Quinoa Tabouli

Quinoa tabbouleh recipe! #vegan - cookieandkate.com

This summer, my A/C window units are failing miserably in their fight against the relentlessly hot weather and the heat produced by my kitchen appliances. Every time I turn on the stove, I sweat up a storm and curse the heat, but I’m not about to give up and go out to eat for every meal. I’ve adapted by seeking out recipes that either don’t require cooking at all, or recipes that require minimal cooking and make great leftovers, like this one. It yields about six cups of salad, which I’ll ration out over the next few days.

Tabbouleh, a classic Middle Eastern dish, is one of my all-time favorite salads. I order it every time I spot it on a menu. I’ve found that some more Americanized versions skimp on flavor by cutting back on the herbs and vegetables, but my recipe is about as flavorful as tabbouleh can be. Packed with summer produce, tabbouleh would be a terrific potluck dish for Independence Day!

Traditional tabbouleh is plenty good for you, but quinoa (pronounced keen-wah) provides more protein, amino acids and minerals than bulgur wheat. Quinoa, unlike bulgur wheat, isn’t actually a grain. According to Power Foods, one of my awesome new cookbooks, quinoa is the seed of a plant related to chard and spinach. Combined with greens, lots of vegetables, and healthy fat, quinoa tabbouleh as nutritious as it is delightful.

I used black quinoa for this salad, but red or a tri-color blend would be delicious as well. I don’t like white quinoa—it’s bland in taste and blah in color. The dark shade of this quinoa contrasts with the brightly colored vegetables and herbs, which produces a striking salad. Feel free to top it with feta cheese!

Healthy quinoa tabbouleh - cookieandkate.comhealthy tabbouleh made with quinoa

Quinoa Tabouli
5.0 from 2 reviews
Recipe type: Salad
Serves: 6
Healthy tabouli made with quinoa that is loaded with flavor. Delicious as a side dish or light meal!
  • 1 cup black or red quinoa, rinsed
  • 2 cups water
  • 1 pint cherry tomatoes
  • 1 red pepper, chopped
  • 1 cucumber, seeded and finely diced
  • 1 bunch curly parsley, chopped
  • 10 mint leaves, finely chopped
  • one small red onion, diced
  • 3 cloves garlic, minced
  • juice of two lemons
  • ¼ cup olive oil (more to taste)
  • ½ teaspoon dried oregano
  • salt and pepper to taste
  • splash of white wine vinegar or red wine vinegar (optional, add if you think it needs a little extra kick)
  1. To make the quinoa, first rinse one cup of quinoa in a mesh colander under running water. That washes away the bitter saponins on the surface.
  2. Dump the rinsed quinoa into a medium sized pan on the stove. Add two cups of water and bring the mixture to a boil.
  3. Cover and simmer for fifteen to twenty minutes, until the water is absorbed. Once it’s done, remove from heat and fluff the quinoa with a fork.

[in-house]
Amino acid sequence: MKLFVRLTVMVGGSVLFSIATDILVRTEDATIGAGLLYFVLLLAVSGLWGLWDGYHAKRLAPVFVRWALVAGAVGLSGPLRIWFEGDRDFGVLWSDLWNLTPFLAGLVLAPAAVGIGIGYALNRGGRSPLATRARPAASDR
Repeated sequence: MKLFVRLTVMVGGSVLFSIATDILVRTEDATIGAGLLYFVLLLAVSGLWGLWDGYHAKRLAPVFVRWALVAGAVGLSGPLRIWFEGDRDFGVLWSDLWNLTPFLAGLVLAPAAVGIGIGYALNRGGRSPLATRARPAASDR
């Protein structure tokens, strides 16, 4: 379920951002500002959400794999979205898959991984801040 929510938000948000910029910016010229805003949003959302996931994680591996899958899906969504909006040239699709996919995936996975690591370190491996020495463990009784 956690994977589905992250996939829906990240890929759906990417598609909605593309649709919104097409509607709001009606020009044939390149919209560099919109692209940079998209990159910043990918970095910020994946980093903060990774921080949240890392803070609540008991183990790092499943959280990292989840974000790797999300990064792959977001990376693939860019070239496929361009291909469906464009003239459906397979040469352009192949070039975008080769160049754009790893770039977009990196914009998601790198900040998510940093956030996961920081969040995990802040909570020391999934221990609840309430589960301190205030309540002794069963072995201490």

4. Let the quinoa cool, then toss in the rest of your ingredients.
  5. Add more olive oil, salt or pepper, and/or vinegar to taste.
  6. If you have time, cover and let the salad chill in the refrigerator for a few hours or overnight, to let the flavors blend together.

For more quinoa recipes, check out this post on quinoa for breakfast, and my recipes for cherry, arugula and quinoa salad and roasted tofu with steamed veggies. You might also like my colorful chickpea salad recipe. Enjoy!


  1. says

    Beautiful salad! Love the dark colour…
    I am right now trying to eat more salads and soup and basically cut down on heavy foods… I am sure I am going to try this recipe :)

  2. says

    your blog is SO gorgeous!! i found it through your smoothie recipe (banana+flax) and i can’t wait to try it, along with your whole wheat banana bread.

  3. says

    That looks fantastic! I bet it’s so nice and refreshing. I know exactly what you mean, trying to limit how much heat I put into the house, but I want to cook! And eat! :D
    This salad looks gorgeous!

  4. Victoria says

    This is fantastic! I didn’t have peppers, and I left out the mint (making it for some friends who don’t like it), and it still came out incredibly delicious. I also cooked the quinoa in veggie broth, which really gave it a nice flavor.

    Thanks for this recipe. I’ve been looking for a gluten-free option for tabbouleh.

  5. says

    Kate – I made this quinoa tabouli for a church pot luck in the SOUTH. Guess what? It was gone! I am sure that is not a surpirse to you, but among the BBQ chicken, hot dogs, cheesy cheesy mac and cheese and taste-less salads (I am sure you can envision this…), this “red-seed-looking-things -and-vegetables” was a huge hit. I was making a risky move bringing this…thanks for the awesome recipe. (BTW, I added a bit too much red wine vinegar/apple cider vinegar so I drizzzled in some agave to take the edge off the tang).

    • says

      Yes! So happy to hear this. I want to give you a high five for taking kale and quinoa to a Southern potluck! I know exactly the type of food and “salads” you mentioned. Great idea to counter the sharpness of vinegar with agave. So glad you liked it, thanks for the comment!

  6. Rachel says

    I love your recipes. I think they look super healthy and tasty, I cannot wait to try them out. However, would you be able to post the calorie content for each recipe? It would be super helpful for those who are trying to stick to a diet. Thanks!

    • says

      Hey Rachel, I’m sorry, I don’t provide nutrition details. They vary widely depending on serving size, actual ingredients used, etc. I would hate to provide inaccurate information to my readers.

      You can look up the recipe on myfitnesspal.com if you’d like to see their estimates. If you do, please feel free to share your results in the comments section for the recipe!

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